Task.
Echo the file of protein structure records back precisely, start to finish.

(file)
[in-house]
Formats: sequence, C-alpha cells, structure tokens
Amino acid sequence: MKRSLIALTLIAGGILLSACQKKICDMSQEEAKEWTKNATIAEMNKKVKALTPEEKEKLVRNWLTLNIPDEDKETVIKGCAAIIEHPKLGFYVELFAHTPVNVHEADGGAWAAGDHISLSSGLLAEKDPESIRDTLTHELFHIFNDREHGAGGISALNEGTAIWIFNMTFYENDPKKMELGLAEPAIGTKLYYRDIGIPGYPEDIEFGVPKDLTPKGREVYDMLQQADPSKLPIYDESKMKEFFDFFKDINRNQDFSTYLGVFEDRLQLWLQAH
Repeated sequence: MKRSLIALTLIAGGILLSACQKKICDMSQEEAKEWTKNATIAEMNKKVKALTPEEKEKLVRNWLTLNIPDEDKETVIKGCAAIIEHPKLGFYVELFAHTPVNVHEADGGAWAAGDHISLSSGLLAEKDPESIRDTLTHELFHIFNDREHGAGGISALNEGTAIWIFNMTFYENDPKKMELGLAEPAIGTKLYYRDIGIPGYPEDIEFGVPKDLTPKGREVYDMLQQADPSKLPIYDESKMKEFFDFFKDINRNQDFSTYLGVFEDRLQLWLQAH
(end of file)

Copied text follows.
[in-house]
Formats: sequence, C-alpha cells, structure tokens
Amino acid sequence: MKRSLIALTLIAGGILLSACQKKICDMSQEEAKEWTKNATIAEMNKKVKALTPEEKEKLVRNWLTLNIPDEDKETVIKGCAAIIEHPKLGFYVELFAHTPVNVHEADGGAWAAGDHISLSSGLLAEKDPESIRDTLTHELFHIFNDREHGAGGISALNEGTAIWIFNMTFYENDPKKMELGLAEPAIGTKLYYRDIGIPGYPEDIEFGVPKDLTPKGREVYDMLQQADPSKLPIYDESKMKEFFDFFKDINRNQDFSTYLGVFEDRLQLWLQAH
Repeated sequence: MKRSLIALTLIAGGILLSACQKKICDMSQEEAKEWTKNATIAEMNKKVKALTPEEKEKLVRNWLTLNIPDEDKETVIKGCAAIIEHPKLGFYVELFAHTPVNVHEADGGAWAAGDHISLSSGLLAEKDPESIRDTLTHELFHIFNDREHGAGGISALNEGTAIWIFNMTFYENDPKKMELGLAEPAIGTKLYYRDIGIPGYPEDIEFGVPKDLTPKGREVYDMLQQADPSKLPIYDESKMKEFFDFFKDINRNQDFSTYLGVFEDRLQLWLQAH